Increased flooding in Ecuador’s coastal regions often destroys people’s homes. The International Network for Bamboo and Rattan joined the Catholic University of Santiago de Guayaquil to develop a plan to build 500 elevated, flood-resistant bamboo houses. With a DM award, they will not only bring a new and safer home to 500 families, but also link a thousand farmers and 500 builders with an existing bamboo housing supply chain.

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Objectives: 

To increase the use of flood-resistant, elevated bamboo houses in the coastal regions of Ecuador, thereby providing local communities with an innovative, low-cost, sustainable, environmentally friendly infrastructure resistant to climate-related floods. This DM project will benefit at least 500 households, who will be living in improved, flood-resistant, elevated bamboo homes by the end of the project period. In addition, this DM project will link at least 1,000 farmers and 500 local builders in an existing bamboo housing supply chain, thereby providing farmers and builders with a new source of income from bamboo.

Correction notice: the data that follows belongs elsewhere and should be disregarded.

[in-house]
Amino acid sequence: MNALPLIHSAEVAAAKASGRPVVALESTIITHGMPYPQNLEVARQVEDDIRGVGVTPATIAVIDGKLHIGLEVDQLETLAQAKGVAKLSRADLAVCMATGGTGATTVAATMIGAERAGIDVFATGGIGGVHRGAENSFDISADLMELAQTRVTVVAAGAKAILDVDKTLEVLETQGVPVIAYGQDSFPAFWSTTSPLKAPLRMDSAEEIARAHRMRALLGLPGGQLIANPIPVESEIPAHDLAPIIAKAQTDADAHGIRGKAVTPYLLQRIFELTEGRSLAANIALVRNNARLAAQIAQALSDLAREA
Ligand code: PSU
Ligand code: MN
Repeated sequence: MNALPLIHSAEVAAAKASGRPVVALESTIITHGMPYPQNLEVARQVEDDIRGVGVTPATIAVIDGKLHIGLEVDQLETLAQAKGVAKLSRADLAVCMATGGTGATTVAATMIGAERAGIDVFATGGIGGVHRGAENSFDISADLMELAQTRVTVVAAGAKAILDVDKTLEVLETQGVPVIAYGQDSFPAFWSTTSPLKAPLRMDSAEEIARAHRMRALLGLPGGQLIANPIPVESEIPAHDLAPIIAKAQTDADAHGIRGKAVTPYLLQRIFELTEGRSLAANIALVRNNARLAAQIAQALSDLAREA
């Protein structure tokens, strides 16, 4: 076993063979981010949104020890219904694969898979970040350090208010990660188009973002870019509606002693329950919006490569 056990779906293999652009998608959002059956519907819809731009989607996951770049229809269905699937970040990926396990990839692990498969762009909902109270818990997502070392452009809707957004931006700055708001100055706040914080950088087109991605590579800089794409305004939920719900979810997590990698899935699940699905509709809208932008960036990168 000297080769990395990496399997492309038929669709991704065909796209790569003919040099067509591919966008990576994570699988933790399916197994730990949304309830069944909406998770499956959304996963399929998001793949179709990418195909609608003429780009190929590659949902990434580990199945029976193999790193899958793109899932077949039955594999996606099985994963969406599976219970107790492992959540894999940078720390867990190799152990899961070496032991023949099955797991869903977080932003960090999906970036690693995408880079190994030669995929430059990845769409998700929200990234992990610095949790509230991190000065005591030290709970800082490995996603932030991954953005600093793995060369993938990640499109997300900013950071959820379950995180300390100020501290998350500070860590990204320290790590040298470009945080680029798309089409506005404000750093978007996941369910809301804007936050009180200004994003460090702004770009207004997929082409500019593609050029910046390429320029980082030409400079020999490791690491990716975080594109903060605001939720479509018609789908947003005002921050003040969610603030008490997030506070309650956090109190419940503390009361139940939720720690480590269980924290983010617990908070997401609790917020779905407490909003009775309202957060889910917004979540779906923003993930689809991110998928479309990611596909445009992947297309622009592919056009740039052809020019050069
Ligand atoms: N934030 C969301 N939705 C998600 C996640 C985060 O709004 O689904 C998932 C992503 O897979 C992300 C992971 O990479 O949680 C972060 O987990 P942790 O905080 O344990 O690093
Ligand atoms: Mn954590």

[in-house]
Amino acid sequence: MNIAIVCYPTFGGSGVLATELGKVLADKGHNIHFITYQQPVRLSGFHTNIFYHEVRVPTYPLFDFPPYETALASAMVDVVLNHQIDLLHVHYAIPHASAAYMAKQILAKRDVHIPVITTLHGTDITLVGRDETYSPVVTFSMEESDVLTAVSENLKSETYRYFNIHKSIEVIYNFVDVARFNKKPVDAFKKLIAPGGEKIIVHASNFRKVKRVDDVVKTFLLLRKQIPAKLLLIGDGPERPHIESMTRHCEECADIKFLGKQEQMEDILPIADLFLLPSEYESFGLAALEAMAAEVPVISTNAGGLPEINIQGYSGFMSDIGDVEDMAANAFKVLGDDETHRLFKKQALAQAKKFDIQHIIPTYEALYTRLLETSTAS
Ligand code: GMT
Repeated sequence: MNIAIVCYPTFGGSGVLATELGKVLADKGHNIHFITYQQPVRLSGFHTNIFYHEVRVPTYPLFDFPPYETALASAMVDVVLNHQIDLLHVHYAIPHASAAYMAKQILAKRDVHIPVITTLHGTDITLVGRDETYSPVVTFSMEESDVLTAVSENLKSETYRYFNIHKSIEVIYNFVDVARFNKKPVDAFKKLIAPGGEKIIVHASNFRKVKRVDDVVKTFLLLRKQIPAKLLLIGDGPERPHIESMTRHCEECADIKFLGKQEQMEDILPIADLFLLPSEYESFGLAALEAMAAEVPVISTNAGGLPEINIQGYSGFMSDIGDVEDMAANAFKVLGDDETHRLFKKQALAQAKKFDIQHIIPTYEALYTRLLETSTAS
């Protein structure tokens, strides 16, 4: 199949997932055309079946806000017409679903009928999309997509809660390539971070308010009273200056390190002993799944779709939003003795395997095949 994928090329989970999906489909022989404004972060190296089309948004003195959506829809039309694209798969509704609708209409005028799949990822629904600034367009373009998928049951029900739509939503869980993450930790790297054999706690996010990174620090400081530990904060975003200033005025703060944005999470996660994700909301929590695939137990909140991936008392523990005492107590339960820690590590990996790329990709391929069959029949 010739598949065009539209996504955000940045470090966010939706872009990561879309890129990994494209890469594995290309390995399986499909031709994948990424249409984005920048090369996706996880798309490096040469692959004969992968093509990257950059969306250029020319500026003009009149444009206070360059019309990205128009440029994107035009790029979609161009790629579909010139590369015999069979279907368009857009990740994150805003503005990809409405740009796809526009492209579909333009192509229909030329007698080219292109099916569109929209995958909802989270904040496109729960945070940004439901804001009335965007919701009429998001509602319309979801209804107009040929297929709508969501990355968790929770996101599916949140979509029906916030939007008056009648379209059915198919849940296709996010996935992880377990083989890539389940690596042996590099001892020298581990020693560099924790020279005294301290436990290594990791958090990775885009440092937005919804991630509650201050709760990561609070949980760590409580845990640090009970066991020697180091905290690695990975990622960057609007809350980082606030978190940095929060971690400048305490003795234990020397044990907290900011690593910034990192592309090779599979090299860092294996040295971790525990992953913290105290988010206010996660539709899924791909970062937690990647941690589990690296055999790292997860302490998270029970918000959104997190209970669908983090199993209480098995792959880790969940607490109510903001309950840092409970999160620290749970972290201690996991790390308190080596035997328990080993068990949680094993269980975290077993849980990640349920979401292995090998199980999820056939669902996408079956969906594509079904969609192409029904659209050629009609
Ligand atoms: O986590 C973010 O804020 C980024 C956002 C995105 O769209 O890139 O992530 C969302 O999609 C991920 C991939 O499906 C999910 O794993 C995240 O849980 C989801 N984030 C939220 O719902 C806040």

Rationale: 
Climate change has increased the number of floods and landslides in the coastal regions of Ecuador and their frequency and severity is projected to intensify in the future. At present, Ecuadorans have limited opportunities to adapt to climate-related flood and disaster risk management, thereby making them extremely vulnerable to future disasters. Investments in infrastructure are desperately needed to reduce the vulnerability of local communities to climate-related floods. This DM project will introduce an innovative technology to build flood-resistant, elevated bamboo structures aimed at reducing the vulnerability of populations living along the coast.
Innovation / Expected Results: 

The DM project will employ a new technology to improve the design and quality of locally built bamboo homes and create stronger, safer, flood-resistant, elevated bamboo homes and other structures. These structures will have a number of flood-resistant features, including raised elevation, increased durability, flood-resistant window fabric, and rooftop access “escape hatches” or attic windows.